Collaborating Towards Coherence: Lexical Cohesion in English Discourse
John Benjamins Publishing, Jan 1, 2006 - Language Arts & Disciplines - 192 pages
This book approaches cohesion and coherence from a perspective of interaction and collaboration. After a detailed account of various models of cohesion and coherence, the book suggests that it is fruitful to regard cohesion as contributing to coherence, as a strategy used by communicators to help their fellow communicators create coherence from a text. Throughout the book, the context-sensitive and discourse-specific nature of cohesion is stressed: cohesive relations are created and interpreted in particular texts in particular contexts. By investigating the use of cohesion in four different types of discourse, the study shows that cohesion is not uniform across discourse types. The analysis reveals that written dialogue (computer-mediated discussions) and spoken monologue (prepared speech) make use of similar cohesive strategies as spoken dialogue (conversations): in these contexts the communicators' interaction with their fellow communicators leads to a similar outcome. The book suggests that this is an indication of the communicators' attempt to collaborate towards successful communication.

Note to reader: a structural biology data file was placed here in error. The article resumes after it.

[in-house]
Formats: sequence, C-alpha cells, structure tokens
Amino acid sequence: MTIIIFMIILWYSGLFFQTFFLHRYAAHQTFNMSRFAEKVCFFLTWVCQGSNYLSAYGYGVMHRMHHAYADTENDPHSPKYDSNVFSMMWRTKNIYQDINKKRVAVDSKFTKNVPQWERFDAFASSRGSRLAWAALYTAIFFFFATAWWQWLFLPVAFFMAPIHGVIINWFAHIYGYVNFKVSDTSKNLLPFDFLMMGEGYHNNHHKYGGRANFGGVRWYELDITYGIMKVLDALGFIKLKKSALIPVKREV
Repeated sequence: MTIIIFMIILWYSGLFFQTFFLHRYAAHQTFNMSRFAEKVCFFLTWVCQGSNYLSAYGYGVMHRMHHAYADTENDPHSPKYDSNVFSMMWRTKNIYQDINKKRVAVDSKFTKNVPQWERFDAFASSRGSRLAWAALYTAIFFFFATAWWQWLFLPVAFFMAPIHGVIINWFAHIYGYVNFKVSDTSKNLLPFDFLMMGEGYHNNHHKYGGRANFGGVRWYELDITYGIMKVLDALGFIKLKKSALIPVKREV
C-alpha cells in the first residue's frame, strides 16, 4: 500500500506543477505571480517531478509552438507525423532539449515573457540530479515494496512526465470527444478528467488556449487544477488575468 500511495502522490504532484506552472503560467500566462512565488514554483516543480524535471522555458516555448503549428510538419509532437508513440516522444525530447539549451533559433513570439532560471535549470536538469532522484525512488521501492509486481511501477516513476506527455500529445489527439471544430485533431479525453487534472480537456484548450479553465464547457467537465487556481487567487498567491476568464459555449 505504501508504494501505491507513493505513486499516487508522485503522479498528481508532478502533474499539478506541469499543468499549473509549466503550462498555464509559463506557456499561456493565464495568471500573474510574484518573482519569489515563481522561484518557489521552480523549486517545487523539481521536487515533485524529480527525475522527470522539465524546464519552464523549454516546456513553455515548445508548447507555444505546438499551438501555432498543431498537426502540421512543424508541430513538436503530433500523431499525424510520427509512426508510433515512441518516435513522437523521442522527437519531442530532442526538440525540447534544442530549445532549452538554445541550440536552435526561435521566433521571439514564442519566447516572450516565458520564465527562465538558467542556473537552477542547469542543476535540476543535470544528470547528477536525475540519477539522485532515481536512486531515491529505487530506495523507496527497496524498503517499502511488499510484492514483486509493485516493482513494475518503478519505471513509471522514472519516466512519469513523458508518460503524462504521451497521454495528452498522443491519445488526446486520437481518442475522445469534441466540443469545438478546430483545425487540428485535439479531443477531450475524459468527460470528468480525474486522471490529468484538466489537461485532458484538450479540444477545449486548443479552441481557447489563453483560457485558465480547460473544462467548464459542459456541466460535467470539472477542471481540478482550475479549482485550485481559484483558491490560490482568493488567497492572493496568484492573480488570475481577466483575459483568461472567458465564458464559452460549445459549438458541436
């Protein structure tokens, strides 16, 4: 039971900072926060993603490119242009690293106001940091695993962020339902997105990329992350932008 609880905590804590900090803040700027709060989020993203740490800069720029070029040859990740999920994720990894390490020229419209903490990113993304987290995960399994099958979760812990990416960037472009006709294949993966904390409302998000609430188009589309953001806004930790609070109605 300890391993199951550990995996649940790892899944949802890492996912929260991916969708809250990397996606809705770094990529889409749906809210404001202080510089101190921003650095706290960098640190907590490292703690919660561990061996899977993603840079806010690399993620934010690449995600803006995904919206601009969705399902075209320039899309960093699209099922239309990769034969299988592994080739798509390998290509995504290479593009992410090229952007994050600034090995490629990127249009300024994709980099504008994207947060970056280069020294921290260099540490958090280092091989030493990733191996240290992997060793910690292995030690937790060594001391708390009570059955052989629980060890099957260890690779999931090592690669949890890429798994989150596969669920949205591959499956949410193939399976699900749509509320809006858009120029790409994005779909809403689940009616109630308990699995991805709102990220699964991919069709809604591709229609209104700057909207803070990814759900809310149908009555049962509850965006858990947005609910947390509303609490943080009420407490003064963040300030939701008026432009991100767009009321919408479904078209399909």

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Cohesion coherence collaboration
Building the method of analysis
Spoken and written discourse
The spoken dialogue
The written dialogue
The written monologue
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academic writing accent Beaugrande Biber British National Corpus chains of cohesion chapter co-specification cognitive cohesion and coherence cohesive devices cohesive pairs cohesive profile cohesive relations cohesive units collaboration collocation pairs collocation relations communicative conditions computer-mediated communication consider context elaborative collocation electronic language example face-to-face conversations Halliday and Hasan Hoey Hoey’s includes instance lexical cohesion lexical items lexical relations lexical semantics lexical units lexis Linell Linguist list linguistic Mailing List mailing-list texts material meaning meronymy messages model of analysis Nazi number of cohesive number of pairs organisation perspective prepared speeches present study produced Received Pronunciation recognised referred reiteration and collocation reiteration pairs reiteration relations role of cohesion same-speaker semantic sentences simple repetition sociolinguistics speakers spoken and written spoken dialogue spoken monologue Standard English standardisation synonymy textual three-party conversations tion trigger two-party conversations University of Turku WMST words written discourse written language written monologue